Parents wondering if the sequel is as suitable for young viewers as the original might want to take note of all those mores—while remembering that it's a swath of dragon fire that can burn both ways.
There's also more heroism, for instance. And the story's poignant focus on the power of a father and mother's influence is deeply compelling—as is their marital reconciliation and rekindled love for each other. It's the kind of pro-family storytelling that inspires you to want to be a better, more helpful, more loving member of your own family. Hiccup isn't left to just follow his dreams, rather he learns about responsibility and leadership, as well as the work required to see things through.
But it's the battle scenes that will feel more more than the rest of those mores. Dragons and humans die in intense skirmishes that I found myself mentally comparing to the likes of Godzilla and The Lord of the Rings: The Return of the King. Things never get that grim or gory, of course, but the combat is rarely merely cartoony. A few worship-minded references are made to the Norse gods, as well, and wickedness feels palpable in the dark Drago.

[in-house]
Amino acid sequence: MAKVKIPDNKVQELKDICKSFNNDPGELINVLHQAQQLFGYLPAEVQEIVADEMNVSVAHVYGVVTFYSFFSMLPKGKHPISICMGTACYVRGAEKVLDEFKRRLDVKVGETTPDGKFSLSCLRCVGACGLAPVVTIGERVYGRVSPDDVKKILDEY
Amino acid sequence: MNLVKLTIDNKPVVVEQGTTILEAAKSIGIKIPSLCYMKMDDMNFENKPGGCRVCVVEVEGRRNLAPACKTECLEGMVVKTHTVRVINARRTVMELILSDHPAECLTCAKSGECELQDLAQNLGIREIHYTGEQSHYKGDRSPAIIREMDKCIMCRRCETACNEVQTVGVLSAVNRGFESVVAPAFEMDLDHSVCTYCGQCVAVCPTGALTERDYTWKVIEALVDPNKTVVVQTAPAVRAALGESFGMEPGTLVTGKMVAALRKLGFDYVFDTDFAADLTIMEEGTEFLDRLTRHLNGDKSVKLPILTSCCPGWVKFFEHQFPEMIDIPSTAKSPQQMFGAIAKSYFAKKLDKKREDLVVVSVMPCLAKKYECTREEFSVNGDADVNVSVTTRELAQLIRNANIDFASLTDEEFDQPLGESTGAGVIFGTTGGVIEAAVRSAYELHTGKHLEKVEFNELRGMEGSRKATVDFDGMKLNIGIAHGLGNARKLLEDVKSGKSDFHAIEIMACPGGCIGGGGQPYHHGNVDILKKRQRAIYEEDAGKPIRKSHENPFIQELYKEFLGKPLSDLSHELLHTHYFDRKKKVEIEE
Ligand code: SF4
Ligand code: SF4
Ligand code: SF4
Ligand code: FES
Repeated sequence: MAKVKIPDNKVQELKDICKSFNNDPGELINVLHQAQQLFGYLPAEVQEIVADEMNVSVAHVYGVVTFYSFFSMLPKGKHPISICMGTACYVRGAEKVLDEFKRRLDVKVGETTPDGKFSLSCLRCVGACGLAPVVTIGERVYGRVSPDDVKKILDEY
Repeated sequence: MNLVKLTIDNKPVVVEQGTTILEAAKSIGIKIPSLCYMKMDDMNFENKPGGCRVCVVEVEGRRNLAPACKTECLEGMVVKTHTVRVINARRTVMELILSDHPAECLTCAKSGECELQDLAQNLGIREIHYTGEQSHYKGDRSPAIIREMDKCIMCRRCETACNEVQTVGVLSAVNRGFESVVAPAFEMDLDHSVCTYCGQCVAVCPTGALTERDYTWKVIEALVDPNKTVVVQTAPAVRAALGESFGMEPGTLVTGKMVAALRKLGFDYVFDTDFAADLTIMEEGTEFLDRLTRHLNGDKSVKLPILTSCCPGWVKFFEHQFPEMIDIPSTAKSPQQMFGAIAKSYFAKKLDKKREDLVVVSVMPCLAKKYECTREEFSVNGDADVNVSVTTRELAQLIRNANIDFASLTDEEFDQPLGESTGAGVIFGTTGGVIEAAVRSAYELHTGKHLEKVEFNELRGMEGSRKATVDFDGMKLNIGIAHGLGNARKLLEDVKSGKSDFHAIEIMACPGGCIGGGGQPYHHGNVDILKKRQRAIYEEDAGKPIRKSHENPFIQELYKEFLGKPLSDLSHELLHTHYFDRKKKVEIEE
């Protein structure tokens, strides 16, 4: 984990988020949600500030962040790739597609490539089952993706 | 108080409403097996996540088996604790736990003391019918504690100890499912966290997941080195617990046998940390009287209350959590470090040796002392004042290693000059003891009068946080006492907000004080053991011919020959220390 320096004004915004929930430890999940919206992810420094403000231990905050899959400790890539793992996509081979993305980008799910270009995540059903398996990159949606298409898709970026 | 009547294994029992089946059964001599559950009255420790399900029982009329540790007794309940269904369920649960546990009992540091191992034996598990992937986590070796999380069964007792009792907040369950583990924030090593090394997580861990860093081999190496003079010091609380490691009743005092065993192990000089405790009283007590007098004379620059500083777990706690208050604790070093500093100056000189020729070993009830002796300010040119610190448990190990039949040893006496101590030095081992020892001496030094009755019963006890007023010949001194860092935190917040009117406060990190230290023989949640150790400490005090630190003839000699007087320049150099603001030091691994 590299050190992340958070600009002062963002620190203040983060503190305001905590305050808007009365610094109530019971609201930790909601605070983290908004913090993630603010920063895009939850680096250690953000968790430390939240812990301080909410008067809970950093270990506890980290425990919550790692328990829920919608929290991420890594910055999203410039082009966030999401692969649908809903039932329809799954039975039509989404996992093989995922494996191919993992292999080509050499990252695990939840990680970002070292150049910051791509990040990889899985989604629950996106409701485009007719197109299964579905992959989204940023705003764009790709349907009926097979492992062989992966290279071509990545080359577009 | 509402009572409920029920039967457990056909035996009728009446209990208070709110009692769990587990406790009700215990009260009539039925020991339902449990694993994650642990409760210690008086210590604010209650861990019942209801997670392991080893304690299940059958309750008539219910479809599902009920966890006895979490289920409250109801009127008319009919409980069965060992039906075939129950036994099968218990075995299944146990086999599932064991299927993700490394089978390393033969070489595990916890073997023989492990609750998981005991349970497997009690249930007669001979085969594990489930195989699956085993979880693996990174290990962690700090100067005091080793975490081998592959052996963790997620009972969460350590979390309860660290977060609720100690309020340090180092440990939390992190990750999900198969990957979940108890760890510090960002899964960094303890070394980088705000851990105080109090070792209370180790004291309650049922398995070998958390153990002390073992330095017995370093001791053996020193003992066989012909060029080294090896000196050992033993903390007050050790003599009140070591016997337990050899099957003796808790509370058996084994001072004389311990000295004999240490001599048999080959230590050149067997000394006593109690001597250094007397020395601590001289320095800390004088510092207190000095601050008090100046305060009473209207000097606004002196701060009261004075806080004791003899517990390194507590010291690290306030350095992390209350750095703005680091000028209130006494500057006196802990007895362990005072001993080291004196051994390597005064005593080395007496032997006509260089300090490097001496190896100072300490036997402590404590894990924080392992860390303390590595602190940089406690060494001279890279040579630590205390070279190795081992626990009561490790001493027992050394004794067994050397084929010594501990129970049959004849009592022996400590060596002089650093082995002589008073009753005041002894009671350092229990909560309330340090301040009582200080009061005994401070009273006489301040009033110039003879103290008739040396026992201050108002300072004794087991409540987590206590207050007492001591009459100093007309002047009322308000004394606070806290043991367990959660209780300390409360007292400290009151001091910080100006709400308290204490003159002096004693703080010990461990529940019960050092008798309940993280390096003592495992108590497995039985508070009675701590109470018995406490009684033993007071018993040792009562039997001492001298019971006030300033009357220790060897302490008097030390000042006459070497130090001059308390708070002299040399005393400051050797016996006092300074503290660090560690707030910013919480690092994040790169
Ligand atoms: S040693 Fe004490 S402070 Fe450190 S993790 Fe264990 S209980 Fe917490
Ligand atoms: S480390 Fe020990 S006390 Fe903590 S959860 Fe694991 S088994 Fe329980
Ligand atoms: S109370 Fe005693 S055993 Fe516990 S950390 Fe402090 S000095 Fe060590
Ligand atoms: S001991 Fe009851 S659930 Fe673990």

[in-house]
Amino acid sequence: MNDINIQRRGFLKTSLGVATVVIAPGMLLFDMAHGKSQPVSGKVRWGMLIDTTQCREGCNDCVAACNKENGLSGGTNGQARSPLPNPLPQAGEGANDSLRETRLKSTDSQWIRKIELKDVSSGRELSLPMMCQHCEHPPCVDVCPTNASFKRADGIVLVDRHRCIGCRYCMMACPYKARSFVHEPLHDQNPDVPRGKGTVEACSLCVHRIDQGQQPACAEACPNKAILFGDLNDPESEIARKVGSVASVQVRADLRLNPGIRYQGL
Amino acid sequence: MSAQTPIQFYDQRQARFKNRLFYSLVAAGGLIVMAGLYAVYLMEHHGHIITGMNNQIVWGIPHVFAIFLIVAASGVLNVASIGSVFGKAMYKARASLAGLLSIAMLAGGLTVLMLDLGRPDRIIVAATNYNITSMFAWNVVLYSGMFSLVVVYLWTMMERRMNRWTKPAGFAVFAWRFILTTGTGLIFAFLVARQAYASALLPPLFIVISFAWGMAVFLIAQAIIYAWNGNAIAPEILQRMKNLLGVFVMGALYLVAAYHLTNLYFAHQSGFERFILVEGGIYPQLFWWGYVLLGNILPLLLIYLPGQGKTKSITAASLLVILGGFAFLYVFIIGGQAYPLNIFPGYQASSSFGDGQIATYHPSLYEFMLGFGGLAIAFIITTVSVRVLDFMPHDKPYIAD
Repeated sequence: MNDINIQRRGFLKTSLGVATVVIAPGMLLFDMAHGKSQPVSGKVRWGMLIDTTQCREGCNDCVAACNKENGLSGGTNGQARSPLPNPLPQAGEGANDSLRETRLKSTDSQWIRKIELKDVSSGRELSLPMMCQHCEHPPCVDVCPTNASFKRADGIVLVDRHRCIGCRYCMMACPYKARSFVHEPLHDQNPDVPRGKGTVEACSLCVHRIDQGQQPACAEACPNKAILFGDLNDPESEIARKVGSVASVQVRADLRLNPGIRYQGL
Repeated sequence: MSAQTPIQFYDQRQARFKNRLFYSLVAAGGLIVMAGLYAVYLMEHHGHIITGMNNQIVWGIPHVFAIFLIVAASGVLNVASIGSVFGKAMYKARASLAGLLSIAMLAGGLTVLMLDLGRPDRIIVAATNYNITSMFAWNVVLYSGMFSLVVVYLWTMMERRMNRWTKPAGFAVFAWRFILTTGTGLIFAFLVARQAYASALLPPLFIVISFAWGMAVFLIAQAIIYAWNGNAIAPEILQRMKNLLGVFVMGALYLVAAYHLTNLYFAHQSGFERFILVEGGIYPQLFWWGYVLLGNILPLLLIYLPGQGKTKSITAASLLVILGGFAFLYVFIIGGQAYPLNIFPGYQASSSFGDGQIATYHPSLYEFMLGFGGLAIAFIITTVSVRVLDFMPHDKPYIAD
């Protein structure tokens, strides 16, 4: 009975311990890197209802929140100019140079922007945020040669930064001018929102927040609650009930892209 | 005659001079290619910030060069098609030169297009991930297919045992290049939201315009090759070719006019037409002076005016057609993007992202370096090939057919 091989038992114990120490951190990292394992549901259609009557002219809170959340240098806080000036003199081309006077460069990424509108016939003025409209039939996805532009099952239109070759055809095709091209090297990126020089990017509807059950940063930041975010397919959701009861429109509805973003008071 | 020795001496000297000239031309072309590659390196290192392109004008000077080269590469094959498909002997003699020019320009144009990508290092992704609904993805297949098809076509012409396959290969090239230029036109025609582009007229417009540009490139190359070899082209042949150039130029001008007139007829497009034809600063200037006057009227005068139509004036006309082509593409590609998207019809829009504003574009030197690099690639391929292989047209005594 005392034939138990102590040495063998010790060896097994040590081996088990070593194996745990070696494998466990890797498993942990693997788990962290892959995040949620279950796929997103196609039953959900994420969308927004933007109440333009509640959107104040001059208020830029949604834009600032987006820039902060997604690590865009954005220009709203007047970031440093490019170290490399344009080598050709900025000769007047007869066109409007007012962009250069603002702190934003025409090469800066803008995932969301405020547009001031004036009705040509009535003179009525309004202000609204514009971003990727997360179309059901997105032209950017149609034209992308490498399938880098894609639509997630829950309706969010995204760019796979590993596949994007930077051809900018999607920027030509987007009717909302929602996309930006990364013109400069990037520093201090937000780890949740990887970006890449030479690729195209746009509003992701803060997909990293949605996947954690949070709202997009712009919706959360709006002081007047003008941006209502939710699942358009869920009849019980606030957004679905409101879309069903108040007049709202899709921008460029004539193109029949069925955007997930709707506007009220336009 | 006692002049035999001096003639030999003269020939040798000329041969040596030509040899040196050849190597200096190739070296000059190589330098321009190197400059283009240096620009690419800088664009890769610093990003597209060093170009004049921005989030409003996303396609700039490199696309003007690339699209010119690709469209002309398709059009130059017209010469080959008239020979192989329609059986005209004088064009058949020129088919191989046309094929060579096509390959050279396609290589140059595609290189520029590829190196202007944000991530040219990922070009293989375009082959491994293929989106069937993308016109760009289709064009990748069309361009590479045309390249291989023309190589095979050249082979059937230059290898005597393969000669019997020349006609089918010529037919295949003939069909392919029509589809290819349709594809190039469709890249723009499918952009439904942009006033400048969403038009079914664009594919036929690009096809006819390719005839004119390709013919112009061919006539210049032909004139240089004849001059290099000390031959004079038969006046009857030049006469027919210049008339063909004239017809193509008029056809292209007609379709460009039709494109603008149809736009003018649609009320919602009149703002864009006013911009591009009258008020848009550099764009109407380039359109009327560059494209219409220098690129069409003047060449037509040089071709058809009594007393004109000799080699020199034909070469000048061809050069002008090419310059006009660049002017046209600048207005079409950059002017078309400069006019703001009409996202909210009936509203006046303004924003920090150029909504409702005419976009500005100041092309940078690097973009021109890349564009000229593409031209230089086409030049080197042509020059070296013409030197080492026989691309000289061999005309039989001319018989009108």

All of that makes this a film several degrees more complex in its portrayal of human (and dragon) goodness … as well as in giving us a shadowy glimpse of the opposite. So while How to Train Your Dragon 2 is every bit as entertaining and engaging as its predecessor, it's traded some of the whimsical, childlike wonder for a more nuanced—and at times darker—examination of the clash between good and evil.
A postscript: None of the advance buzz related to How to Train Your Dragon 2 was about the battles. Instead, it flitted around a single line of dialogue that the film's director indicated was an admission that one of Berk's residents was gay.
After the film's premiere at the Cannes Film Festival, Dean DeBlois said the "revelation" was an ad lib by voice actor (and late night TV personality) Craig Ferguson: "When we were recording Craig Ferguson, I had written the line, 'This is why I never got married,' and he, as he often does, added it as an ad lib, and he said, 'Yup, Gobber is coming out of the closet.' I think that's a really fun [and] daring move to put in. I love the idea that Gobber is Berk's resident gay."